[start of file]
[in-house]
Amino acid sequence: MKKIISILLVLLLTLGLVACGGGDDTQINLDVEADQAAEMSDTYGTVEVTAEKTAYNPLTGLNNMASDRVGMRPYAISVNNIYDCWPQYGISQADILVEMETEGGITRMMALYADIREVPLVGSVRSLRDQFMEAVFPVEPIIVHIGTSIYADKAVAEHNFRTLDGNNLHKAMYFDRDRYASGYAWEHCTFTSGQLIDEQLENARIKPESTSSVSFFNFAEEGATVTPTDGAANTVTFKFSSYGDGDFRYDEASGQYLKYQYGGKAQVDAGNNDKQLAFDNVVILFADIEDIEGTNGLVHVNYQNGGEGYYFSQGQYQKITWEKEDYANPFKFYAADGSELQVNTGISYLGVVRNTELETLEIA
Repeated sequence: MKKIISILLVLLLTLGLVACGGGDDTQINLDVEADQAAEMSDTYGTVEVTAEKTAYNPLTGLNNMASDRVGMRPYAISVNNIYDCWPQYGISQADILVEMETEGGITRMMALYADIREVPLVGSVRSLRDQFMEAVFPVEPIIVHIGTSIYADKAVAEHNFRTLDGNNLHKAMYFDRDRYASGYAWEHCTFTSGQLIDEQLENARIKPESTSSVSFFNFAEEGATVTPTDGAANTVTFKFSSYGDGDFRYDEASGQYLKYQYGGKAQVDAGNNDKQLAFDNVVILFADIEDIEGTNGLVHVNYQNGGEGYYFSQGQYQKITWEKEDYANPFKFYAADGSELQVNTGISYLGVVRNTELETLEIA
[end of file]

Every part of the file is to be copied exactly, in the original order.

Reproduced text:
[in-house]
Amino acid sequence: MKKIISILLVLLLTLGLVACGGGDDTQINLDVEADQAAEMSDTYGTVEVTAEKTAYNPLTGLNNMASDRVGMRPYAISVNNIYDCWPQYGISQADILVEMETEGGITRMMALYADIREVPLVGSVRSLRDQFMEAVFPVEPIIVHIGTSIYADKAVAEHNFRTLDGNNLHKAMYFDRDRYASGYAWEHCTFTSGQLIDEQLENARIKPESTSSVSFFNFAEEGATVTPTDGAANTVTFKFSSYGDGDFRYDEASGQYLKYQYGGKAQVDAGNNDKQLAFDNVVILFADIEDIEGTNGLVHVNYQNGGEGYYFSQGQYQKITWEKEDYANPFKFYAADGSELQVNTGISYLGVVRNTELETLEIA
Repeated sequence: MKKIISILLVLLLTLGLVACGGGDDTQINLDVEADQAAEMSDTYGTVEVTAEKTAYNPLTGLNNMASDRVGMRPYAISVNNIYDCWPQYGISQADILVEMETEGGITRMMALYADIREVPLVGSVRSLRDQFMEAVFPVEPIIVHIGTSIYADKAVAEHNFRTLDGNNLHKAMYFDRDRYASGYAWEHCTFTSGQLIDEQLENARIKPESTSSVSFFNFAEEGATVTPTDGAANTVTFKFSSYGDGDFRYDEASGQYLKYQYGGKAQVDAGNNDKQLAFDNVVILFADIEDIEGTNGLVHVNYQNGGEGYYFSQGQYQKITWEKEDYANPFKFYAADGSELQVNTGISYLGVVRNTELETLEIA